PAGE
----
Acne Treatment with Accutane Isotretinoin Part 2
Isotretinoin treatment Part 2: Relapse, side effects, monitoring,
Risk factors for relapse are:
Back and chest acne
Sinus tract lesions
Excess granulation tissue
There are several risk factors for recurrence. Patients with a high probability of relapse or failure with isotretinoin have been identified. Young teenagers with nodulocystic acne will clear with isotretinoin therapy but the chance of recurrence within 2 years is high. They may require 2 to 4 courses of therapy to maintain a durable remission. Patients with acne of the chest and back relapse more frequently.
Patients who form epithelial sinus tracts have a poor response to therapy. These linear cystic structures extend with time as they propagate through the dermis. Isotretinoin and intralesional steroids may clear the lesions but surgical excision is often required.
Female patients with androgen excess states present with acne. They relapse within 6 months of stopping isotretinoin. Oral contraceptivesand spironolactone are appropriate treatments.
Women with high abdominal fat content called android obesity have waist circumferences greater than 80 cm and waist-to-hip ratios greater than 0.8. They look like Humpty-Dumpty with large upper bodies, flat buttocks and thin legs. They have a high incidence of diabetes, increased triglycerides and uterine cancer.
Increased cholesterol and triglyceride
Dry lips and nose bleeds
Dry skin and eczema
Contact lens users
Granulation tissue formation
The potential to cause major fetal abnormalities is the major side effect of isotretinoin therapy. Woman who are pregnant or breast feeding do not take the drug. Isotretinoin is prescribed only by physicians who have registered with the drug manufacturer. A detailed manufacture created system for pregnancy prevention is an important part of the treatment experience.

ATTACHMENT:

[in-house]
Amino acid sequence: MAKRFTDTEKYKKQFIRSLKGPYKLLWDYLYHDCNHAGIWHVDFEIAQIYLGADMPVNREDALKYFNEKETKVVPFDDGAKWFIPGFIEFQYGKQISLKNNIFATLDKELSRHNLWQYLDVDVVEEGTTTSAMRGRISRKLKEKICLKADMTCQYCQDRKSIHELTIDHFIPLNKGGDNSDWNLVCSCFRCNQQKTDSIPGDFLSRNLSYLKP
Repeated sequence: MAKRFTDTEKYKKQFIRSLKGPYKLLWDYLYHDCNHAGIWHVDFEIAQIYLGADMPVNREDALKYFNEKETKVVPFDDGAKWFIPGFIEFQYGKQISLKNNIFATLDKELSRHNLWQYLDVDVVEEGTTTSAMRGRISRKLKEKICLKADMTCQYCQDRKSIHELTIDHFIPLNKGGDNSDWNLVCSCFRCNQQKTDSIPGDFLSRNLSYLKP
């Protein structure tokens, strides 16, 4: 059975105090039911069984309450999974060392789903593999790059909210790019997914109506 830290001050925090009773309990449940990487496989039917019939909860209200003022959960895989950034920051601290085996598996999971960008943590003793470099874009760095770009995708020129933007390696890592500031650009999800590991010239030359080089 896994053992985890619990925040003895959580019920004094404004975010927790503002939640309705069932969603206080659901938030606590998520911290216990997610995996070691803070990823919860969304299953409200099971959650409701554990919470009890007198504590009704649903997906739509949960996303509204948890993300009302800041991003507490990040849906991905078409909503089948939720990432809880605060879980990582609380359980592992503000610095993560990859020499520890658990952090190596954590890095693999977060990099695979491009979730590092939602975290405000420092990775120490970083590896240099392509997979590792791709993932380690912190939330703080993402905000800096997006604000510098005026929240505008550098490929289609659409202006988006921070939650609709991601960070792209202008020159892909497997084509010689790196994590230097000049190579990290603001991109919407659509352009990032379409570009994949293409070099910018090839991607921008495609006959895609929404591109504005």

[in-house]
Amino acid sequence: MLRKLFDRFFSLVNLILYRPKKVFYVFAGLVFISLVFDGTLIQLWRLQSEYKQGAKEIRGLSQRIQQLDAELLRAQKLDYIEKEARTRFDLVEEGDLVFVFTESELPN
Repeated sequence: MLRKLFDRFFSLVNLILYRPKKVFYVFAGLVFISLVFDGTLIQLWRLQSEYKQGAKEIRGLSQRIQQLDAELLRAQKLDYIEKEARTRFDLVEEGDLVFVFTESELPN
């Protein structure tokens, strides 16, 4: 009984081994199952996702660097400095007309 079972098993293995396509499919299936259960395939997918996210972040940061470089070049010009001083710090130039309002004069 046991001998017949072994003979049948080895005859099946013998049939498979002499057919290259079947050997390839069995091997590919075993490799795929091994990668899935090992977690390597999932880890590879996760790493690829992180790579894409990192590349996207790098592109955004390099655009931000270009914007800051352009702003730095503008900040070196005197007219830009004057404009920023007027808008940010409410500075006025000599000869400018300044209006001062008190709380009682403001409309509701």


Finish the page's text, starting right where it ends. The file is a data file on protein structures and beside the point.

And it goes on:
Increased cholesterol and triglycerides are a common problem. People who develop hypertriglyceridemia during isotretinoin therapy are at increased risk for future hyperlipidemia. Triglycerides and cholesterol levels are measured each month.
All patients experience dry lips. Nose bleeds are more common in patients with a past history of nasal bleeding. Lotions and petrolatum based lubricants applied to the lips inserted into the nose helps.
Dry skin and eczema commonly occurs in the winter especially in atopics. Contact lens users may experience dry eyes and need to use artificial tears or wear glasses. Headaches are uncommon but can be severe. Pseudotumor cerebri has been reported.
Musculoskeletal symptoms are common in athletes. Bone pain, muscle and tendon injuries can occur.
Some lesions are unstable, break down. bleed and crust. Early treatment with high doses of isotretinoin can stimulate granulation tissue that leads to the development of pyogenic granuloma-like lesions.
Initial treatment consists of cool wet compresses, topical and or oral steroids. Start with very low doses of isotretinoin 0.1 mg/kg/day and increase slowly to 0.5 mg/kg. Explosive, highly inflammatory cystic acne is treated with oral steroids. Isotretinoin is started only after inflammation has been controlled.
Abnormal liver function test are rare. Skeletal hyperostosis of apparently no consequence are sometimes seen on radiographs.
A pre-treatment CBC, fasting triglyceride, LFTs and pregnancy tests are obtained and repeated 4 weeks later. Triglyceride tests are repeated until the response to isotretinoin is established. Monthly pregnancy testing should continue until 1 month after cessation.
The Depression Controversy
To date, no causal relationship between isotretinoin and psychiatric adverse events has been established. A review of the existing literature concluded that there was no evidence to support a causal connection of the drug to depression or suicide. Adverse Drug Reaction reports suggest that depression and suicide or suicide attempt rates are well below those of the general population. As their skin improves, isotretinoin patients” moods also tend to improve, rather than the opposite.